Since August 2006, we prospectively studied 640 hip arthroscopies all performed by the senior author (BK). Of these, we identified 36 hips in which arthroscopic examination revealed a labral injury at the 3 o’clock position which could not be attributed to any of the known causes of labral pathology. All patients had preoperative plain radiographs including an AP pelvis and an elongated-neck lateral view (hip in 90° of flexion and 20° abduction) of the affected hip. In addition, all patients had a magnetic resonance imaging scan performed of the affected hip. Based on these studies, there was no evidence of dysplasia (center edge of Wiberg >25°), acetabular retroversion (negative crossover sign), or cam lesions (alpha angle <50°). They had no injuries to the articular cartilage, no history of trauma or instability, and no injury in any part of the labrum other than the direct anterior site.
Out of these 36 patients, 25 patients underwent isolated, primary, unilateral iliopsoas release and presented for at least 1-year follow-up. Eleven patients were lost to follow-up prior to the 1-year mark. Patients were asked to fill out outcome questionnaires at each follow-up visit. Questionnaires consisted of four separate outcomes measures: a modified Harris Hip score (HHS), a Hip Outcome score (HOS), which included a score for activities of daily living (ADL), as well as a sport-related score (Sport HOS), and finally a subjective assessment of patient outcome wherein the patient was asked to rate overall physical ability since the initiation of treatment. The answer choices were normal, nearly normal, abnormal, and severely abnormal. The HHS, HOS, and Sport HOS all had scales of 0–100, with 100 being the maximum score.
All arthroscopies were performed in the supine position. The arthroscope was initially inserted through an anterolateral portal in all cases. Anterior, posterolateral, and distal lateral accessory (DLAP) portals were used as necessary. Complete inspection of the central compartment was performed, with care to evaluate for the presence of injury to any part of the labrum, articular cartilage damage, or pincer lesion. In most cases, the DLAP portal was used as the primary working portal.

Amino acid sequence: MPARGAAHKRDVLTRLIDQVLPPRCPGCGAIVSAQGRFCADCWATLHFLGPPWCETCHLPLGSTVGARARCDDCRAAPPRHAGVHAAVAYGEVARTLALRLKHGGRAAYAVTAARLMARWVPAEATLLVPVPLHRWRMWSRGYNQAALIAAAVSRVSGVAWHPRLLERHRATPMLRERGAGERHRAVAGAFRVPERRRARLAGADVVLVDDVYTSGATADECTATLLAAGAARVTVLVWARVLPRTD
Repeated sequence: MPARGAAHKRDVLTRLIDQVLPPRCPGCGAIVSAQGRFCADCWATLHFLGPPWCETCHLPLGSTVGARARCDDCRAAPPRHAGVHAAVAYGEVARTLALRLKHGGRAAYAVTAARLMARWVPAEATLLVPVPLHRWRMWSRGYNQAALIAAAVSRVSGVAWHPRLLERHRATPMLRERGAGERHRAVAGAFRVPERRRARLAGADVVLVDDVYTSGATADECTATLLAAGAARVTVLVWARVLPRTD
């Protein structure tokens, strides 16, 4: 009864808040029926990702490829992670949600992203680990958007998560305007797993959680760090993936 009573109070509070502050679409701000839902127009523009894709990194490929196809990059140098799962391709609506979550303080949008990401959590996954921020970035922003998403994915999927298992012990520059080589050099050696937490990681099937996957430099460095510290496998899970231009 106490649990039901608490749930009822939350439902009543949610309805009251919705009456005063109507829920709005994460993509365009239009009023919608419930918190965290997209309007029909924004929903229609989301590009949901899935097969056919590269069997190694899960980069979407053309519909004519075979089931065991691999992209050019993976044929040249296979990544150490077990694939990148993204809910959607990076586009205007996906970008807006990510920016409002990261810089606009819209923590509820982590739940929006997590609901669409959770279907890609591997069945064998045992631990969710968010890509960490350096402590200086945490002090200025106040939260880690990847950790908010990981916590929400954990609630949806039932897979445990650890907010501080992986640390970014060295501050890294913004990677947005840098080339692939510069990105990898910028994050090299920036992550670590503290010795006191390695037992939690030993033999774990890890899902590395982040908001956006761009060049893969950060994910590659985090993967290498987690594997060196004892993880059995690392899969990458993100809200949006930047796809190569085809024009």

In cases with a tear of the labrum, the torn portion was debrided using the shaver (23 patients) or reattached using suture anchors (two patients). An anterior capsulotomy approximately 1 cm in length was made directly anterior to the labral injury using the beaver blade or radiofrequency ablation device. Through this capsular window, the tendinous portion of the iliopsoas could be visualized (Fig. 1). The shaver was used to peel any adherent portions of the iliopsoas off of the capsule. The tendinous portion of the iliopsoas was then incised through either the DLAP or an anterior portal from lateral to medial using the beaver blade. Careful attention was paid to avoid damage to any of the nearby neurovascular structures.
Arthroscopic image demonstrating the iliopsoas impingement sign with labral inflammation (white arrow)
After the labral injury was addressed and the psoas tendon was released, traction was removed from the lower extremity. The hip was flexed to 45°, and the arthroscope was moved into the peripheral compartment. The surgery was completed with a thorough inspection of the peripheral compartment with care to note the presence of a cam lesion or capsular-sided labral abnormality.
All patients included in this report presented with complaints of anterior hip pain. There were 2 male and 23 female patients. The average age was 25.1 (range 15 to 37). Eight of the patients had L hip pathology and 17 had right hip pathology. Twenty of the patients were involved in regular sports including: track and field, cross country, swimming, basketball, gymnastics, dance, martial arts, softball, soccer, tennis, and hockey. On physical examination, all patients had pain with passive flexion-adduction-internal rotation (impingement test), and all had focal tenderness over the iliopsoas at the level of the anterior joint line. However, focal tenderness is a non-specific finding and should not be independently used as a diagnostic criterion for iliopsoas problems. Twenty patients received intra-articular injection preoperatively. Of these patients, ten reported at least transient relief lasting from weeks to months and seven reported minimal or no relief. Four patients received a psoas injection preoperatively. One patient reported good but transient relief. None of these patients had radiographic evidence of bony abnormalities associated with labral tears such as decreased head–neck offset, dysplasia, acetabular retroversion, or profunda acetabuli. All patients demonstrated labral abnormality on MRI.